A person wants to apply for a better job, but they don’t out of fear of getting turned down.
Someone saves thousands of dollars for a down payment on their dream car, but they’re afraid of making the monthly payments, so they get or a vehicle with a lower sticker price.
A person dreams of moving to another city, but fear causes them to stay where everything and everyone is familiar.
When you shy away from the things you want because you’re uncomfortable, you rob yourself of improved performance, more enjoyable relationships, and a better life.
A freeing thought
To live fully, we must be willing to do something unnatural to us. We must readily and repeatedly step into the unknown.
To do that, we must alter our relationship to change and be ready for a paradigm shift. Instead of “I’m good with how things are. I don’t want change happening to me,” think “Change is inevitable, so I make change happen for me.”
This shift in thinking allows us to navigate change with a sense of personal power and confidence and shape the outcomes we get.
Where the magic happens
Getting comfortable with being uncomfortable is challenging. But it’s a small price to pay for reaching your goals and creating the life you really want.
However, all goals are not the same; there are three different types.
The first is a Type A goal. This is a goal you’ve already achieved, such as getting a comparable job, house, or car. Type A goals do not make you stretch.
Then, there’s Type B goal, which is something you’ve never achieved, but you know, with a little more effort, you can probably reach it.
And, finally, there’s a Type C goal. This is a fantasy-like goal that makes you stretch. It’s something that takes you far outside of your comfort zone.
If you have a Type C goal, it will really excite you. Type C goals are where the magic happens because you want them so badly that you’re willing to do what it takes to reach them. You get comfortable with getting uncomfortable.
Below are three ways and reasons to get comfortable with being uncomfortable:
You won’t achieve a significant improvement in any area of your life without experiencing some discomfort. So, instead of avoiding it, look at discomfort as a chance to grow, an opportunity to be, do, and have more and better.
One way to shift to this new mindset is to get curious about yourself. When you are facing an unknown, and you start to feel uncomfortable, notice the story you’re telling yourself about the situation. Ask yourself: Is it true? How do I know? Is there another possibility?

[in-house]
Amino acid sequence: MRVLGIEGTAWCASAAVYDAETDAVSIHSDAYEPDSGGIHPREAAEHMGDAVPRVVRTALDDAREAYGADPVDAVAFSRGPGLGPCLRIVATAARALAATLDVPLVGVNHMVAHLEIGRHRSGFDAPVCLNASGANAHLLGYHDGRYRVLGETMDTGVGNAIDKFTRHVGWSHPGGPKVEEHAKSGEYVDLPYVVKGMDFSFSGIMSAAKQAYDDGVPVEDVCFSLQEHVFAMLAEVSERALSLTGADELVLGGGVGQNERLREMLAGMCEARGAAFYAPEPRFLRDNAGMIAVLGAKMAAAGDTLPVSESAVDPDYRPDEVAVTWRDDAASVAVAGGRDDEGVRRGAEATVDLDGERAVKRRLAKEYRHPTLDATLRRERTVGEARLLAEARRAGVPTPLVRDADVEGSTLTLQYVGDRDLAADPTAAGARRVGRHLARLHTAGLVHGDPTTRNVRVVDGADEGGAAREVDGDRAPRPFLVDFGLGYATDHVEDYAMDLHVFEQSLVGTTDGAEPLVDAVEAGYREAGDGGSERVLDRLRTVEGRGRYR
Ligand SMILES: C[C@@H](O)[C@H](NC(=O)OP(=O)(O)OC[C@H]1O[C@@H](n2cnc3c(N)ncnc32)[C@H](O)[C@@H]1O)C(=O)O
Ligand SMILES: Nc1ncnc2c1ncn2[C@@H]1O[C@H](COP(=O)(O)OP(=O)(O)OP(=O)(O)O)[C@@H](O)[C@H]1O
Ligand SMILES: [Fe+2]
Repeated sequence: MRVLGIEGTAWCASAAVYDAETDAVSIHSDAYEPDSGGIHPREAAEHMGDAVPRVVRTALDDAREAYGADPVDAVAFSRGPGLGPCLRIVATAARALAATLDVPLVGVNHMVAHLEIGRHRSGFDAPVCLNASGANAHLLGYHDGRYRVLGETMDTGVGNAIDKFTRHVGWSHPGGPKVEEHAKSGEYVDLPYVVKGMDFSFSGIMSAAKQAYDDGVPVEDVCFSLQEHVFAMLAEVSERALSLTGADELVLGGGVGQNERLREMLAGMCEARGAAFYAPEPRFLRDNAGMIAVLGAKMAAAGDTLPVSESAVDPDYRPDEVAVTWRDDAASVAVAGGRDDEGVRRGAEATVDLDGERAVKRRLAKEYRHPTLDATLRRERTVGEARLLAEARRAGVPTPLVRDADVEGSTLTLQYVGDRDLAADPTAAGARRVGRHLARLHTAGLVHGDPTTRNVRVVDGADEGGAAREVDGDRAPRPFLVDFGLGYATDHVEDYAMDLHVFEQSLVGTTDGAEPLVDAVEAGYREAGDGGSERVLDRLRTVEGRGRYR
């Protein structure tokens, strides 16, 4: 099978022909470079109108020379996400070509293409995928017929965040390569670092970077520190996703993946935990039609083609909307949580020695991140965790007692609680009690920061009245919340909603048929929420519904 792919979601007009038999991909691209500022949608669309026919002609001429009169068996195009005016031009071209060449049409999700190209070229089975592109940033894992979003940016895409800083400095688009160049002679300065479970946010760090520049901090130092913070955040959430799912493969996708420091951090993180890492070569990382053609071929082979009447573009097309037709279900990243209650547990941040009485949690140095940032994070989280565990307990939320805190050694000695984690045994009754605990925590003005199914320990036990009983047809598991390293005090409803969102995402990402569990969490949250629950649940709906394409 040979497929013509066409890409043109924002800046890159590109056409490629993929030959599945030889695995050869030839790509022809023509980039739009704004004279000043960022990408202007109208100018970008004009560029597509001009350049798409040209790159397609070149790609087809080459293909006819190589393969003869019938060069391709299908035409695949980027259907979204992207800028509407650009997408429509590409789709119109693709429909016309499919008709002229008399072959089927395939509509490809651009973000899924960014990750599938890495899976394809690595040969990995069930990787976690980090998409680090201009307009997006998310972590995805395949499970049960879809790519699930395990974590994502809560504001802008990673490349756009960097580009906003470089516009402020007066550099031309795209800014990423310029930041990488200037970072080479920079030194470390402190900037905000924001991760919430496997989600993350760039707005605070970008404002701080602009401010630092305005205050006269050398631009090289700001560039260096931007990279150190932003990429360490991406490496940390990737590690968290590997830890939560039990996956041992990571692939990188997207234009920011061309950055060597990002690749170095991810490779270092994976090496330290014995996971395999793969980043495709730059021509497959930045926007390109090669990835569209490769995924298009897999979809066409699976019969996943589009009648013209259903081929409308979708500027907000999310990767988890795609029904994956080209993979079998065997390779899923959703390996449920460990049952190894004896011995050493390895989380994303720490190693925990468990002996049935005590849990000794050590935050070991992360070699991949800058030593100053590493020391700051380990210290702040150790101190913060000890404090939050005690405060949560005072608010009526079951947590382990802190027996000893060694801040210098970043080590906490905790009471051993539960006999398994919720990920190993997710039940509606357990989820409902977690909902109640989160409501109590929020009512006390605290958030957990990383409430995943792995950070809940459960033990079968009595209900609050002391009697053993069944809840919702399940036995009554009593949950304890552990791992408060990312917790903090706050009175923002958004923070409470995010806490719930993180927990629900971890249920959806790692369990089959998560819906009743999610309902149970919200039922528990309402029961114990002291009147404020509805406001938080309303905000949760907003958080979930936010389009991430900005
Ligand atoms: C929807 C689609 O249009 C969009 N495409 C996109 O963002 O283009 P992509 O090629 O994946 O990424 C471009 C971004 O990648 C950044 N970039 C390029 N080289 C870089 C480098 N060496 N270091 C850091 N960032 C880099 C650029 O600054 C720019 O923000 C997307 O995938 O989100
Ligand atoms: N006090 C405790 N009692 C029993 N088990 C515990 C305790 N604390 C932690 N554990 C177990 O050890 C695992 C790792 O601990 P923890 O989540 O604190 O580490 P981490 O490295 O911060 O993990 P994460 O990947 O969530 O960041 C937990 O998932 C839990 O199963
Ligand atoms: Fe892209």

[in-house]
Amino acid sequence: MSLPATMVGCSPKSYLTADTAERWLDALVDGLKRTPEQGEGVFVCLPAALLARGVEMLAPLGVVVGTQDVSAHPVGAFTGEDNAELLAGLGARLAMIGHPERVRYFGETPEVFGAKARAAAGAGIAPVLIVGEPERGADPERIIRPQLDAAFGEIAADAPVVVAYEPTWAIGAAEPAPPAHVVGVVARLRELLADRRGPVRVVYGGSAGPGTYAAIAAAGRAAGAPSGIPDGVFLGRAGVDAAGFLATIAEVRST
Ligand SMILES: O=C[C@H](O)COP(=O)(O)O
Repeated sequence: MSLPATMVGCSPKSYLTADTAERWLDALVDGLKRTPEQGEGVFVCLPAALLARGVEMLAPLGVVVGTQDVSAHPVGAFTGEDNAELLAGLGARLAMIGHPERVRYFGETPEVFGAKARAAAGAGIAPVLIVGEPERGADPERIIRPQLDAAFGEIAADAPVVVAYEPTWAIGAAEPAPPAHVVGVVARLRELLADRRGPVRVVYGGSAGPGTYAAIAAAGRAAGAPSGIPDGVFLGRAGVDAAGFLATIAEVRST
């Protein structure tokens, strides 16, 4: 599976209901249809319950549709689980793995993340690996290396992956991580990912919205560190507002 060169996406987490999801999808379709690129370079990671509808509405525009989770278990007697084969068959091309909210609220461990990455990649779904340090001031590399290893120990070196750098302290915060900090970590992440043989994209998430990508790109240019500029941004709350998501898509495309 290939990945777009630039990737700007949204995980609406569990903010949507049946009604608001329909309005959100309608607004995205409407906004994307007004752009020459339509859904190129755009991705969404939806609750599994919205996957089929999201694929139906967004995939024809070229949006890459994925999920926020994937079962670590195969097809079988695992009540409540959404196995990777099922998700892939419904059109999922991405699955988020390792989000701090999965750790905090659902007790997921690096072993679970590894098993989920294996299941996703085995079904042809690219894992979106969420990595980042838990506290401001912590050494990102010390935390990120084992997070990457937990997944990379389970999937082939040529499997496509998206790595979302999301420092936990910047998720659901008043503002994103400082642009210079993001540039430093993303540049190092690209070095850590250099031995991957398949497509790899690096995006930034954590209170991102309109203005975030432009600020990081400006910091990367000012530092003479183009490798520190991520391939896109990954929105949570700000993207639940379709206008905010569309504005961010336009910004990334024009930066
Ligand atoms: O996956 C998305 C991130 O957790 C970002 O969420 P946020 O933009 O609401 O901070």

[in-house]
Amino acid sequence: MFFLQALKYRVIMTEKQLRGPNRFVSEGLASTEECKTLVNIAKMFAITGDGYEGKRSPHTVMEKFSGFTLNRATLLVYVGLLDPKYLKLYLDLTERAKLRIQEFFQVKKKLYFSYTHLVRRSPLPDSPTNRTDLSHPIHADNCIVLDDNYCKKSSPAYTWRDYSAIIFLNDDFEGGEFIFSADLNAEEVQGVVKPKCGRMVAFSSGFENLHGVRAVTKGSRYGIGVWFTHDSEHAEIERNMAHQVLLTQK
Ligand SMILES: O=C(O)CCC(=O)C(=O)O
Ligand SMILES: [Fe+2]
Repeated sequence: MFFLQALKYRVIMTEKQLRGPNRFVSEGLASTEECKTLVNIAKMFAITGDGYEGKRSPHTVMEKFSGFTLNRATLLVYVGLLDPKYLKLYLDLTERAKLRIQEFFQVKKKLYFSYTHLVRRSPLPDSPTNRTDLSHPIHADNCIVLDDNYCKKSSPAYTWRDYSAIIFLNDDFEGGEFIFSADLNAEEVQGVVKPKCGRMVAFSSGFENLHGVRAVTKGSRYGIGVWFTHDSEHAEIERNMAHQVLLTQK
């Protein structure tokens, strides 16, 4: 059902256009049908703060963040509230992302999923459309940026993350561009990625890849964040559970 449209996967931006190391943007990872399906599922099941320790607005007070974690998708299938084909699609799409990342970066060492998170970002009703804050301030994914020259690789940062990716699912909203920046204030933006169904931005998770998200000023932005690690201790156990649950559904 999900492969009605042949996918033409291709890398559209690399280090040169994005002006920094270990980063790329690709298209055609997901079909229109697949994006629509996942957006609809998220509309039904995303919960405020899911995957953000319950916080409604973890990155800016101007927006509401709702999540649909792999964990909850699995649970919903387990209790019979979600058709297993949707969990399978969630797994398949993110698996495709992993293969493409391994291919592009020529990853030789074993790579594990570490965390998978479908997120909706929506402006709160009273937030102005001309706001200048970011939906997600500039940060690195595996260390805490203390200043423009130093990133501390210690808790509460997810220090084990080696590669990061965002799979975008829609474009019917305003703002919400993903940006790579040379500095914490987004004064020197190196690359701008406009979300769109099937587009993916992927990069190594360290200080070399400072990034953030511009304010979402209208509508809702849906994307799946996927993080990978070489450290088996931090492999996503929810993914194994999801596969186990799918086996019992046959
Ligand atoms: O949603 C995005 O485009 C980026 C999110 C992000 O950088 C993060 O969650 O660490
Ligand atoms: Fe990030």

To reframe discomfort, you can also use one of Bob’s mind tricks: Reduce it to the ridiculous.
For example, if you currently earn $62,000 a year, but your goal is to make $250,000 a year, it might seem like a herculean task when you think of having to quadruple your income.
However, if you break it down into how much you would have to make a day or an hour, earning $250,000 a year becomes far more manageable in your mind.
Breaking down things that make you uncomfortable into little bite-sized chunks keeps you from feeling overwhelmed with everything you need to do when you step out of your comfort zone. It’s far less intimidating when you look at accomplishing your task one step or one day at a time.
Recognizing a situation, circumstance, or opportunity as a chance to grow does not mean that old thoughts and habits stop presenting themselves. It means you can recognize the old self-sabotaging tendencies more quickly, and head them off at the pass by choosing new possibilities in your mind.
You make a choice every single moment. You choose who you want to be, how you show up, what you do, and what you don’t do. So, when doubting thoughts of “what if” arise, instead of backing away from what you want, make a new choice.
If your intention is to achieve a particular goal, you can use your choices as a powerful tool to free yourself from what limits you. Your choices are how you get to where you want to go.
Everything starts and ends in the mind. Where your attention goes, your energy flows.
If you have a cash flow problem, do you concentrate on what’s currently in your bank account or the amount of money you want in your bank account?
If you have a health problem, do you focus on the x-ray results or restoring your health?
If you want to overcome a problem and create a different outcome, you must focus on what you want.
Whenever you’re afraid of something, step back and imagine yourself completing the task or overcoming the obstacle you’re facing.
Picture yourself having already succeeded. Imagine the accolades you’ll receive, the balance in your bank account growing, or the joy you’ll feel when you’ve accomplished it. Allow yourself to experience all the emotions you’ll feel when you succeed.
Visualize your success over and over and hold the image of it in your mind. This will direct your focus to what you want—to achievement, rather than fear.
To more and better,